As you might expect from a subtropical island, there is plenty of fresh fish and seafood and a plethora of exotic fruit and vegetables. I discovered some delicious cakes and a new-found appreciation for Madeira wine.
Read on to find out what to eat and drink in Madeira.
Scabbard fish with Madeiran banana
If you see scabbard fish (peixe espada) in the market or fish counter, you will be put off by its sheer ugliness. Thankfully, it’s usually served as a fillet and often accompanied by the small, dense and flavourful bananas that grow on Madeira. I was sceptical about the combination but it works.
Espetada – steak skewers
You’ll find this meat dish on pretty much every restaurant menu but not all espetadas are created equal. Despite the showy presentation – they are served from a long metal dangling from a hook – the first one that Dori and I tried was disappointing to say the least. As we munched our way through small cubes of slightly chewy steak, we wondered what all the fuss was about.
Luckily, I got a recommendation from a local for the best espetada restaurant in Madeira so we vowed to give it another chance. O Polar restaurant is high above the Câmara de Lobos harbour so you’d need a car or taxi to get there. It’s a simple restaurant that serves either espetada or grilled chicken. All the tables are fitted with the hooks for dangling the skewers and you order your meat by weight – the servers will advise how much you need.
From where we were sitting, I could see the kitchen and watched skilled hands select, weigh and slice a lean chunk of beef then thread it onto the skewer before placing it on the charcoal grill.
Cakes from Madeira
You’ll see the dark, circular bolo de mel de cana in many places throughout the island. This is often translated as honey cake but it’s made from dark sugar cane molasses, aka treacle, hence the deep colour and strong flavour. You’ll find a few nuts and sultanas in it and although it’s a rather dry cake, it’s quite rich so you won’t need much of it and it lasts for ages.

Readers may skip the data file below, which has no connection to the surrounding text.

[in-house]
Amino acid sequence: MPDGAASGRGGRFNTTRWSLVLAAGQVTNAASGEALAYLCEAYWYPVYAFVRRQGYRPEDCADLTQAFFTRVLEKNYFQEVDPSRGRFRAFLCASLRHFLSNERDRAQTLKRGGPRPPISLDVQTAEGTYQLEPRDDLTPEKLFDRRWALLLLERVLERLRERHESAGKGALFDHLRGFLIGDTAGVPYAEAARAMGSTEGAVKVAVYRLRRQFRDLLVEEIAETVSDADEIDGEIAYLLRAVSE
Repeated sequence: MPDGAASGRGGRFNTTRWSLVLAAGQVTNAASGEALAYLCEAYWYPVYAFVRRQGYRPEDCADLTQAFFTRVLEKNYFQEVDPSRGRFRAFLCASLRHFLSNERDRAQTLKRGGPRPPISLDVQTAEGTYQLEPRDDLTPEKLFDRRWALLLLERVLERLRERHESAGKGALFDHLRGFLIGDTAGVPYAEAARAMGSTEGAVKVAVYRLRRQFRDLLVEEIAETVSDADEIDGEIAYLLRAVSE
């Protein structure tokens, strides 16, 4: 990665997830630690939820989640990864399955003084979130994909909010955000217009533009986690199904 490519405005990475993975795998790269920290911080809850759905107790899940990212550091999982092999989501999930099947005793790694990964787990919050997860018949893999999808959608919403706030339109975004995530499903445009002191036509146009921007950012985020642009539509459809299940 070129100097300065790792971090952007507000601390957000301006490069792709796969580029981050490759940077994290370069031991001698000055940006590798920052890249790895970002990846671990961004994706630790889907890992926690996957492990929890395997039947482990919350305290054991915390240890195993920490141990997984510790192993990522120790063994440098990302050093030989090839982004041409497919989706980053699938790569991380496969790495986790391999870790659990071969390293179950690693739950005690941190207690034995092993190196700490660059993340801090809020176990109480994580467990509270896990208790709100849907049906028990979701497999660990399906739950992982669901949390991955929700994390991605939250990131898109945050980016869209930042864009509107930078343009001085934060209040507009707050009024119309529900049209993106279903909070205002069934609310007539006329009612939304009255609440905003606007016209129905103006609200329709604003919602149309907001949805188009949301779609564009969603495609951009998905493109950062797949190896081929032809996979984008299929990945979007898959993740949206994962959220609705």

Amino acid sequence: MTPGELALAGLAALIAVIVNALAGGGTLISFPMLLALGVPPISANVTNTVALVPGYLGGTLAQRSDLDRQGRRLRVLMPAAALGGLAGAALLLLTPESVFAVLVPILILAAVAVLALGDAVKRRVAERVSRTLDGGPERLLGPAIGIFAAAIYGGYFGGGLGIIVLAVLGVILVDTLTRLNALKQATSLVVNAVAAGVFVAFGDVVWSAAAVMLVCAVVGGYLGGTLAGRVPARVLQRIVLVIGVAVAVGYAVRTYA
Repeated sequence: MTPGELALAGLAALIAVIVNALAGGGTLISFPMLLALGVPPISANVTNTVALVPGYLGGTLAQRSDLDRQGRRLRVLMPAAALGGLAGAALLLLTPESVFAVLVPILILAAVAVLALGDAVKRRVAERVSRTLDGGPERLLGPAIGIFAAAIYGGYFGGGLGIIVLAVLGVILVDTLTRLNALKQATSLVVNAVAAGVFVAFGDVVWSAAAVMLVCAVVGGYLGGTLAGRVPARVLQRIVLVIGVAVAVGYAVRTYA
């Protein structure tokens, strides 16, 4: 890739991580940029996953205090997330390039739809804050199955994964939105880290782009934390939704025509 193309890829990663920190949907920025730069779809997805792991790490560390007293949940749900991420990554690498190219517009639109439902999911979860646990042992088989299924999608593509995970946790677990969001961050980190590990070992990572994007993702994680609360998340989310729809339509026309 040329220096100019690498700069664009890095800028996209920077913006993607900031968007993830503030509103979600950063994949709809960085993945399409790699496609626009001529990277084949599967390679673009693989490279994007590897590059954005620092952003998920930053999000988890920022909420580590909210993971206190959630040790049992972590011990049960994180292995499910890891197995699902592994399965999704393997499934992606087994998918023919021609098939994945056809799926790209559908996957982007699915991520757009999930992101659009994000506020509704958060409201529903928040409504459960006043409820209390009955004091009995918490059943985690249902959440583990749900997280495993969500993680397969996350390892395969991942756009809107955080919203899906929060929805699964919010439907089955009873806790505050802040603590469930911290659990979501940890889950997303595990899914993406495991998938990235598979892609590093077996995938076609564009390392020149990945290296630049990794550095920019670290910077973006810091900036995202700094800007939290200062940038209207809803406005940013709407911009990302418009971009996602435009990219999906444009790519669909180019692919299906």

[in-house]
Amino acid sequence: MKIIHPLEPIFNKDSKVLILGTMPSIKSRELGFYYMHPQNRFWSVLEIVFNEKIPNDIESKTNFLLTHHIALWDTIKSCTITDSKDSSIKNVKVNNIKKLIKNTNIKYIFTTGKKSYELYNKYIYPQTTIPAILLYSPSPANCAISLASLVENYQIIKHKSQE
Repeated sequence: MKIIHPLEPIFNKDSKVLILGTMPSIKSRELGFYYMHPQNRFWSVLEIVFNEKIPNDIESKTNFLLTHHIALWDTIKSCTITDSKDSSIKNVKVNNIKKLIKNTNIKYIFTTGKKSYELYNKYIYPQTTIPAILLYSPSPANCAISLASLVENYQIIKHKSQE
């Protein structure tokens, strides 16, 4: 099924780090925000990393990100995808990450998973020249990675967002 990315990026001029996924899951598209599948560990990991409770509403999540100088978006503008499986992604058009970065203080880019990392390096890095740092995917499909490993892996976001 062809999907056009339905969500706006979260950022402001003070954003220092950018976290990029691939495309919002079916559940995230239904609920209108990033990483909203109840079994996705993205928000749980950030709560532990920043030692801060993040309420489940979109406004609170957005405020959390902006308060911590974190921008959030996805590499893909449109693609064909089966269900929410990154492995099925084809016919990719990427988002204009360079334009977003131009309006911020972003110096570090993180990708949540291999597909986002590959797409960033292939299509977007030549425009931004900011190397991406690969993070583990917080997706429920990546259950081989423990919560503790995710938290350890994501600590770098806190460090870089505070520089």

Taste this and many other Madeira flavours on a scrumptious food tour in Funchal
I also tried the scrumptious and filling tarte folhada de requeijão (cottage cheese pastry). Essentially, it’s flaky pastry filled with a thick cream cheese paste which is sweet without being sickly.
Also on the cheesy side, the popular queijada (cheesecake) is nothing like what Brits or Americans might be expecting on hearing the word cheesecake. I have no picture of the one I ate but it’s a circular case of thin pastry filled with a fairly solid but not too heavy cheesy concoction.
Broa de mel are small round biscuits made with treacle and cinnamon. Again, they have a distinctive flavour but are crisp and light and last for months. They don’t weigh much and travel well so if you have room in your case, bring some home.
Bolo de caco flatbread
Wherever you are in Madeira, you’re bound to notice the local bread, bolo de caco. Another flat circular offering, this time unleavened and made from wheat flour. Bolo de caco is typically served toasted and oozing with melted garlic butter and parsley. It also makes tasty sandwiches.
I was delighted to discover that our closest bakery and café sells wonderful pumpkin seed bread (pão de abóbora). If you get the chance to pop into a branch of Sésamo in Funchal, try it for yourself.
Strange fruit from Madeira island